When we last lived here for a little over a year before we got married and moved south, we never really made it feel like home. At the time, we had my little eclectus parrot. We made room for the parrot cage in our bedroom, but didn’t feel we had the authority to move any of the antique furniture. We made do around it. The solid footboard of the antique farm-bed came inches too short for me to lay straight. Only the parrot, anxious to chew on the hardwood any chance she got, didn’t feel imposed by the massive turn-of-the-century secretariat lording over both the room and our existence.

This time, looking at living here for the foreseeable future, my wife and I made a pact to do everything we could to work to gain the hard-earned consent of her grandmother to move furniture and free up a bedroom closet, in order for to have at least a minimum of space our own.

It took two days of moving furniture out, our stuff in, and squirreling away the remainder in the basement and attic. We moved the antique bed and secretariat across to a bedroom used for ironing. The twin beds from there, we wrapped in plastic, and carried to the attic. Our bed and reading desk were in. We pulled an oak dresser out from the attic, moved the old marble topped dresser to the corner of the room, and kept a retro teal 70’s reading chair in front of the window. I hung my contemporary Maya oils and my wife’s yearly inspirational collage and we were in business. It makes for an eclectic combination. Best of all it feels like us and it feels like home.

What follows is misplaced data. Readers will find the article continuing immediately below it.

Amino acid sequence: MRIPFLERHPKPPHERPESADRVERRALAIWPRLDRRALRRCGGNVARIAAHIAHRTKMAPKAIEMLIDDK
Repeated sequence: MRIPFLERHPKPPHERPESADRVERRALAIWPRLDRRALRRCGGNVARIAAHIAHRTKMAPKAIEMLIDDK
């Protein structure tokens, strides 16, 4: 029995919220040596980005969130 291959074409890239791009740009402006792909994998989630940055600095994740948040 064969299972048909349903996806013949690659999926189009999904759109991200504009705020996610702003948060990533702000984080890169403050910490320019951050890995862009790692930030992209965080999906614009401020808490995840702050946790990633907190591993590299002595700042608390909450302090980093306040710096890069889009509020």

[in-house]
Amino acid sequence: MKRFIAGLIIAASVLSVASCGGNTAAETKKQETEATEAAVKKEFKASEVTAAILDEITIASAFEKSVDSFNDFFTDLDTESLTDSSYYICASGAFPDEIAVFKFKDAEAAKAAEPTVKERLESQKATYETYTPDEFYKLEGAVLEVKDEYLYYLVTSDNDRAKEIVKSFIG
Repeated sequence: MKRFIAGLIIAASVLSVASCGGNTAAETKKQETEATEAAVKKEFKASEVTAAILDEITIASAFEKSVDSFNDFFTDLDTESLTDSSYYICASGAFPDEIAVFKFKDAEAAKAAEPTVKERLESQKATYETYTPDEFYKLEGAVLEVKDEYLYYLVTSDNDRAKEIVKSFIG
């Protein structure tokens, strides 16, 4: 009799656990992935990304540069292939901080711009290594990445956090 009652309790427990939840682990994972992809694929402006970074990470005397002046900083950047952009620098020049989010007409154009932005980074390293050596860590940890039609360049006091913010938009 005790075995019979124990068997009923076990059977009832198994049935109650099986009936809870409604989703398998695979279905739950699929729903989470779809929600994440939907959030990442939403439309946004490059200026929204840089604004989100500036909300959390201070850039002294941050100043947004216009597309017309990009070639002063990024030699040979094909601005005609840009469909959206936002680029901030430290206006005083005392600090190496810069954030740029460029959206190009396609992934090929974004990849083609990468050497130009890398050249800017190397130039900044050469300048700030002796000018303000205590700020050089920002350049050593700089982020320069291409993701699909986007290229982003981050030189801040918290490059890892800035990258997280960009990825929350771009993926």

An Unexpected Trek North

So my wife’s mother was unexpectedly in the ER for two blood transfusions for reasons she hasn’t quite made clear to us. We thought it was a diabetes medicine side effect but now she says no. Anyway we decided to make an unexpected trip north to Illinois to check in and make everyone’s day. We told my wife’s 92 year old grandmother who immediately made a date for us to have a roast. To avoid the hassle, I convinced my wife to tell her mother only when we were halfway through the 2 day drive.

We got to spend some time at my wife’s grandmother’s farmhouse. It was built at the turn of the century as one of the first homes in the area with electricity and updated with new carpet in the 70’s. Her grandmother is a riot. She is a tough old bird who is damed and determined to keep the whole place running if it kills her.  We enjoyed the couple days together had the obligatory midwestern meat and potatoes dinner and pancake, bacon, and eggs breakfast. It amazes me how a meal is meat and refined grains. All else is peripheral .